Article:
Astronomy Picture of the Day
April 24, 2014

Explosive Volcanism at Scarlatti Peak-Ring Basin?
Explosive Volcanism at Scarlatti Peak-Ring Basin?

Credits: NASA/Johns Hopkins University Applied Physics Laboratory/Carnegie Institution of Washington and Dr Paolo C. Fienga/LXTT/IPF for the additional process. and color.

In this image-mosaic, obtained by putting together three frames taken by the NASA - MESSENGER Spacecraft on March, 30, 2014, we can see, located almost at the center of the frame, the large (such as approx. 132 Km - such as about 81,97 miles - in diameter) Peak-Ring Basin known as Scarlatti.


While Scarlatti has a typical Peak-Ring in many respects, if you take a good look towards its North/Eastern Section (upper right side - Dx - of the Feature), you will be able to notice its "transition" to a relatively wide (in this case, approx. 30 Km - such as about 18,63 miles - across) sort of Collapse Pit, surrounded by High-Reflectance (white and reddish in color) Surface Material. This Pit (perhaps a Volcanic Vent or a Caldera, eons ago), according to several NASA Planetary Scientists, could have been - and we say, as IPF, reasonably, considering all the visible Features characterizing it - the site of some (most likely extremely ancient as well as really powerful) Explosive Volcanic Activity.


Date acquired: March, 30th, 2014
Images Mission Elapsed Time (MET): 38528557, 38528553, 38528551
Images ID: 6032934, 6032932, 6032931
InstrumentWide Angle Camera (WAC) of the Mercury Dual Imaging System (MDIS)
Center Latitude: 40,70° North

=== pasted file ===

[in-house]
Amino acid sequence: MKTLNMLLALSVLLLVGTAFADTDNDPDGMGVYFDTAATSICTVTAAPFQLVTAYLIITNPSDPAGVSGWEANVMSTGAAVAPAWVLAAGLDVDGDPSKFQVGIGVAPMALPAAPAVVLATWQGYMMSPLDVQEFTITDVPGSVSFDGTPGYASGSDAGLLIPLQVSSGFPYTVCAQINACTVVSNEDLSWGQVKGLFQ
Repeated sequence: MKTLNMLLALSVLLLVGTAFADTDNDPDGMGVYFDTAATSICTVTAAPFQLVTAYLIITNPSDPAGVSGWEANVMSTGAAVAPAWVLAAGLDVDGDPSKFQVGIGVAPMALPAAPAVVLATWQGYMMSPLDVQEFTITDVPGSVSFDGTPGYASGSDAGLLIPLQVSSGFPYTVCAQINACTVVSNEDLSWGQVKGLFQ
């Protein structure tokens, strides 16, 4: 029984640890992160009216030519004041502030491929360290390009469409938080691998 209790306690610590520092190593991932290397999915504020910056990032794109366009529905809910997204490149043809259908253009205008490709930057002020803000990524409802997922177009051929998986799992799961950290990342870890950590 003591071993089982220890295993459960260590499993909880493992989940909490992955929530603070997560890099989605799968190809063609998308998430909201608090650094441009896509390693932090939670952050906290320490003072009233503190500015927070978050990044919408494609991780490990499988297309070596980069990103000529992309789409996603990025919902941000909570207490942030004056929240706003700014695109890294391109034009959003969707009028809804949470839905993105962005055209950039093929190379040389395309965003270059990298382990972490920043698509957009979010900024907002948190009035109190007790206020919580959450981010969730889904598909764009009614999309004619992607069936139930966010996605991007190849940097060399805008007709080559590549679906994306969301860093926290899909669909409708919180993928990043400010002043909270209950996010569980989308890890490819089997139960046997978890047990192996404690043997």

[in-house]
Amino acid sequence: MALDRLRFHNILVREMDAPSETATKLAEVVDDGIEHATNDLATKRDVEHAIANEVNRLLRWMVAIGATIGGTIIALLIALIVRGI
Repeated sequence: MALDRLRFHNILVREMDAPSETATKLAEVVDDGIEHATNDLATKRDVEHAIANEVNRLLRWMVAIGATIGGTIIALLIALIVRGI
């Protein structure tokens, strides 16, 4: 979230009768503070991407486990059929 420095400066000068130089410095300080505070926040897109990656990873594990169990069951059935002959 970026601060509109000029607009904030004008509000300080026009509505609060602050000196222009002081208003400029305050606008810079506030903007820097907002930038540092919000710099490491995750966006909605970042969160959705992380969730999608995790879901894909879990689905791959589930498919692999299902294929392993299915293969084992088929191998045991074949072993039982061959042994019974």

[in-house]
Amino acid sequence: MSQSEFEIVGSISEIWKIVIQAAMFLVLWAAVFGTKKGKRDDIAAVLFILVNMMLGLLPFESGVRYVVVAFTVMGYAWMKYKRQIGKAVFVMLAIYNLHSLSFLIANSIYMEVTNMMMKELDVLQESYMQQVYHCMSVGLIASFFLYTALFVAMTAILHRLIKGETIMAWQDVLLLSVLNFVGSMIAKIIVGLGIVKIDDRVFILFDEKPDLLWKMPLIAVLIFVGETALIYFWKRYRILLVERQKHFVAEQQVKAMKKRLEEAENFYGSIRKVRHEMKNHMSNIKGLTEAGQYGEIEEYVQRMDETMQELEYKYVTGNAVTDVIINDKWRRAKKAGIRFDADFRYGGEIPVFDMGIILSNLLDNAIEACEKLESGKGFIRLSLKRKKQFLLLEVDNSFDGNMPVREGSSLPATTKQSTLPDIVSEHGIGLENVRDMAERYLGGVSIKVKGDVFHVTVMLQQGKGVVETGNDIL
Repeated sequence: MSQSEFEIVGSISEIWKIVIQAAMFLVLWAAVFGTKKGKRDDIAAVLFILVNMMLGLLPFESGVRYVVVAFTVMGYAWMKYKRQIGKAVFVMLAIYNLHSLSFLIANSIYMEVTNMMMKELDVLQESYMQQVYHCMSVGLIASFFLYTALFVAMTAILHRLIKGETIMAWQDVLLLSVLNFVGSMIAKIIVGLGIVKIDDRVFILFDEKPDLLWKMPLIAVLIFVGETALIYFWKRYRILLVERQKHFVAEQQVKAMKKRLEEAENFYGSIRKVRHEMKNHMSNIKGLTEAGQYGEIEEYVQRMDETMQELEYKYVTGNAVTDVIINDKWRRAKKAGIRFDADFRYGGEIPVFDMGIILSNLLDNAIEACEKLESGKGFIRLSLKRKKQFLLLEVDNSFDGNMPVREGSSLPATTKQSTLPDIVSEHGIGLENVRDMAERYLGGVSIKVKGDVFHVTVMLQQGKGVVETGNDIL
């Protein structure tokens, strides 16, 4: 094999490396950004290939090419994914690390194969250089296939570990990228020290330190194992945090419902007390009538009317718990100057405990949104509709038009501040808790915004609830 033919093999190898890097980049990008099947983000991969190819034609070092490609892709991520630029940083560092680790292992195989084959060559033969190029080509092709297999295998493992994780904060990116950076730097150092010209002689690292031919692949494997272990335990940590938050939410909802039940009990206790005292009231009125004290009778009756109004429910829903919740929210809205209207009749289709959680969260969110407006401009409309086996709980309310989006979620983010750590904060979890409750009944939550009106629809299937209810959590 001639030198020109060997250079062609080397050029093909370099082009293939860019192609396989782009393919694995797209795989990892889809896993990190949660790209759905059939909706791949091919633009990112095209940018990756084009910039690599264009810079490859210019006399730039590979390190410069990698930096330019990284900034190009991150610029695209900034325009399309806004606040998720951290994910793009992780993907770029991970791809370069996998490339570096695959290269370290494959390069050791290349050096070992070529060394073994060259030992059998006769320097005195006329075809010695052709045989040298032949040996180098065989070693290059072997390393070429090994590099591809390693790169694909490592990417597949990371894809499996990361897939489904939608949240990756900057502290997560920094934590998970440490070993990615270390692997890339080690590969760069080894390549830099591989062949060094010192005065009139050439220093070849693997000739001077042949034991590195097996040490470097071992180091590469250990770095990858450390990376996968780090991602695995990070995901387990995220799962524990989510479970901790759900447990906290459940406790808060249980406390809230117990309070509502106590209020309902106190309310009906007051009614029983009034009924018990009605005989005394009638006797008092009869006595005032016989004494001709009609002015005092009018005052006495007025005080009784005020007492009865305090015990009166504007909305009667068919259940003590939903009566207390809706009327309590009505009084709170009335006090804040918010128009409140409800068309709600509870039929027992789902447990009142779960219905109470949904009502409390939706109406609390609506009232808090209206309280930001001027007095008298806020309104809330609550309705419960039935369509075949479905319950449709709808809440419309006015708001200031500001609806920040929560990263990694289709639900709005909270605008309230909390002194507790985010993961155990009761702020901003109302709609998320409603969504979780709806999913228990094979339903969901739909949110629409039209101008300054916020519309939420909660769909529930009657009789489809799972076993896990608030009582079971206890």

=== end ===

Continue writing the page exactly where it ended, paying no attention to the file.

Center Longitude: 258,90° East
Solar Incidence Angle: 86,2° (meaning that the Sun, at the time that the picture was taken, was about 3,8° above the imaged Local Mercurian Horizon)
Emission Angle: 51,1°
Sun-Mercury-Messenger (or "Phase") Angle: 137,3°


This picture (which is an Original NASA - MESSENGER Spacecraft's false colors and NON-Map-Projected image-mosaic published on the NASA - Planetary Photojournal with the ID n. PIA 18215) has been additionally processed, contrast enhanced, Gamma corrected, magnified to aid the visibility of the details and then re-colorized in Absolute Natural Colors (such as the colors that a human eye would actually perceive if someone were onboard the NASA - MESSENGER Spacecraft and then looked outside, towards the Surface of Mercury), by using an original technique created - and, in time, dramatically improved - by the Lunar Explorer Italia Team. Different colors, as well as different shades of the same color, mean, among other things, the existence of different Elements (Minerals) present on the Surface of Mercury, each having a different Albedo (---> Reflectivity) and Chemical Composition.



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